Art And Culture

IRIB Overhauls Management

IRIB Overhauls ManagementIRIB Overhauls Management

In separate decrees on Tuesday (Dec. 16), vice president for television affairs Ali-Asghar Pour-Mohamadi appointed new directors of different TV stations as well as to some other positions.

The decrees announced the names of new directors for 8 TV channels along with the deputy to vice president for TV affairs, head of Saba Animation Center, and head of the Policy-Making Council for the National Media, Honaronline reported.

Reorganizing and redefining the mission of television channels, as well as reforming and modernization of the channels’ structure in line with the “defined identity and functions of the national media” have been cited as the reasons for the extensive revamping of the state-owned Islamic Republic of Iran Broadcasting (IRIB).

Commitment, long experience, successes in programming, and expertise in media are some of the major criteria considered by Pour-Mohammadi in the selection of the newly appointed directors.

When Mohammad Sarafraz, who was appointed as IRIB president by Supreme Leader Ali Khamenei about a month ago, nominated Pour-Mohammadi as vice president for TV affairs, rumors had it that the vast organization was expected to undergo “dramatic changes both in staffing and approach.” Pour-Mohammadi’s selection brought a wave of joy among the arts family, especially those who had distanced themselves from IRIB in the recent years, as they had good memories of the times when Pour-Mohammadi served as director of different channels in the past.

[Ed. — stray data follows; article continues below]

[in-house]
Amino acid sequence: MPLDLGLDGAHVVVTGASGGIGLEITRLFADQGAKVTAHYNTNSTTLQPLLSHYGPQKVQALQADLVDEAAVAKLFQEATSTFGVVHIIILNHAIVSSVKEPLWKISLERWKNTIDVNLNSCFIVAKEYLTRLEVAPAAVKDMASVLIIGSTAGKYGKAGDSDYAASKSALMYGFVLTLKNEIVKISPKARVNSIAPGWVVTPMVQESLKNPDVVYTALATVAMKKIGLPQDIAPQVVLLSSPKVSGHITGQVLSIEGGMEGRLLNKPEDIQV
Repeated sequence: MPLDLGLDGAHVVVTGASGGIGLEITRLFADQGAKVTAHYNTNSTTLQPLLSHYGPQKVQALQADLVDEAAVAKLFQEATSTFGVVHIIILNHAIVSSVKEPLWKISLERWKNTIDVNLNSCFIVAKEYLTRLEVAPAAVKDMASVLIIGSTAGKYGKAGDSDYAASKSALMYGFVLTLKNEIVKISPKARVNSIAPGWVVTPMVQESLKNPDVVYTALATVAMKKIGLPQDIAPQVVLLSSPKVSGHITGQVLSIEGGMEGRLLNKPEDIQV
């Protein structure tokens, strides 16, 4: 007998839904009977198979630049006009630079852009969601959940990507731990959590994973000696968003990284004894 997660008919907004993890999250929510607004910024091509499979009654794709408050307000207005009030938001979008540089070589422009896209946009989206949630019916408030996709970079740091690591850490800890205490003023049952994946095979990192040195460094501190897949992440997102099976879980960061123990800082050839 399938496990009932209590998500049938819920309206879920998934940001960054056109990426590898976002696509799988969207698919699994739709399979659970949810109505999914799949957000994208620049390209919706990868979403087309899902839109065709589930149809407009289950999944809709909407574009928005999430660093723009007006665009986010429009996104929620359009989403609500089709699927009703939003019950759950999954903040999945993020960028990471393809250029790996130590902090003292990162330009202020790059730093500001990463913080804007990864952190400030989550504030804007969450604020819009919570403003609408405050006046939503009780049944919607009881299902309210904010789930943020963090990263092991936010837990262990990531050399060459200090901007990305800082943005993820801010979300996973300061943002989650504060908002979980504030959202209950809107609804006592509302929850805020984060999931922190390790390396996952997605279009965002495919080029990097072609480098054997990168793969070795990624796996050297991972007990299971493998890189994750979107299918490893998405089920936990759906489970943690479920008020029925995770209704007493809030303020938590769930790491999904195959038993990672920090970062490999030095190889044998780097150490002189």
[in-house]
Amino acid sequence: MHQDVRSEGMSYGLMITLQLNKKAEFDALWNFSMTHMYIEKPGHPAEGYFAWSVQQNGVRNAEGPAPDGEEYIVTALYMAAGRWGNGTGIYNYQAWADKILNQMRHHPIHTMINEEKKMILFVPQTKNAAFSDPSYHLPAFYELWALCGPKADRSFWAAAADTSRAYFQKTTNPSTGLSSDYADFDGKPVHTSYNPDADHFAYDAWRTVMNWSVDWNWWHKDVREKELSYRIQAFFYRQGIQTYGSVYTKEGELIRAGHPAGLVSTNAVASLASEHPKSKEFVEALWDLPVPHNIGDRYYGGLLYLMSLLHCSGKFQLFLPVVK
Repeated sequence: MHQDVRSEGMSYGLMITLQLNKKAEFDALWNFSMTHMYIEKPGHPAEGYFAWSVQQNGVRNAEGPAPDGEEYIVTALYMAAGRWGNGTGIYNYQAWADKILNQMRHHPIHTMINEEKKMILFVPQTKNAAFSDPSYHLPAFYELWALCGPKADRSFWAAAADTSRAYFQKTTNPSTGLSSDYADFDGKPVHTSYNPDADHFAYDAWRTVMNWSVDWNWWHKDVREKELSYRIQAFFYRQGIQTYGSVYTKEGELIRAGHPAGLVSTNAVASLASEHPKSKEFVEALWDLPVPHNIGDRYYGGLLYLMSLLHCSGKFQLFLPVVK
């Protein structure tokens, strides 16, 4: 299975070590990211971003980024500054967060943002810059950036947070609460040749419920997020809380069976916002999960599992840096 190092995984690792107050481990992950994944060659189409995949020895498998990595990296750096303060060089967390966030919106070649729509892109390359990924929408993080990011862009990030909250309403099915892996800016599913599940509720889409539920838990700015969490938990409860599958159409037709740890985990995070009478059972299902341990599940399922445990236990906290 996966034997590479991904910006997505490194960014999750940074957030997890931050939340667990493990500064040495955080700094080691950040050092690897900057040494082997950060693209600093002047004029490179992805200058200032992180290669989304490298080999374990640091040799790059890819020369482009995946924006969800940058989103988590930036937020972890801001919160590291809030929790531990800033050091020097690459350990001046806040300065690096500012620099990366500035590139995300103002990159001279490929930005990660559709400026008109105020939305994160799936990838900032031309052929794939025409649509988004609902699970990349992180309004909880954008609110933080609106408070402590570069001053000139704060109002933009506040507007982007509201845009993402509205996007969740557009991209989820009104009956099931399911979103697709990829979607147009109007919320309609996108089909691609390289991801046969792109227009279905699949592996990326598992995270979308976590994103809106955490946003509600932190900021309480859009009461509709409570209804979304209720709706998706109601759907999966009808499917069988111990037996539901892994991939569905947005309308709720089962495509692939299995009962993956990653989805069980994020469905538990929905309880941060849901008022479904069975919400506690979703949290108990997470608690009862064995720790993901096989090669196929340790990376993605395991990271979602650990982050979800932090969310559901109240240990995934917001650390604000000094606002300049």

In his inauguration ceremony, Sarafraz had underlined the need for promoting the quality of IRIB productions, noting, “We are obliged to gather intellectuals at the IRIB and benefit from their guidance in every matter.” Pointing out that media is the most powerful weapon in today’s world, he had called for founding think tanks in the national media so that “this influential organization would exit passivity and become vibrant.”

  Dynamic Broadcasts

Following Sarafraz’s path, Pour-Mohammadi said after his appointment, “to make our broadcasts dynamic, I need the support and cooperation of all artists.”

A look at the profiles of the newly-appointed heads of TV channels shows that the IRIB officials are determined to make improvements, as a number of the new chiefs are returning to the place they worked years ago. Differences in views with the then authorities had forced them to quit their positions.

The new appointments made by Pour-Mohammadi is another proof of his sincere attempt to overhaul the quality of the existing TV channels rather than increasing their quantity, an issue grossly neglected in the recent years. He had previously announced that “some digital channels which have few viewers are just costly and ineffective and it is better to invest their budget somewhere more productive.” He had also suggested that channels with similar programs and purposes can merge into one to have more quality productions.

At the moment, some 64 TV channels are broadcasting their programs both inside and outside the country. The channels include national, provincial, and foreign-audience networks.

It is expected that with the new array of managers and list of purposes and principles, Iran television broadcasts will see better days ahead when it becomes the primary source of entertainment for the public, broadcasts unbiased information, and learns the essential lessons to keep different tastes satisfied.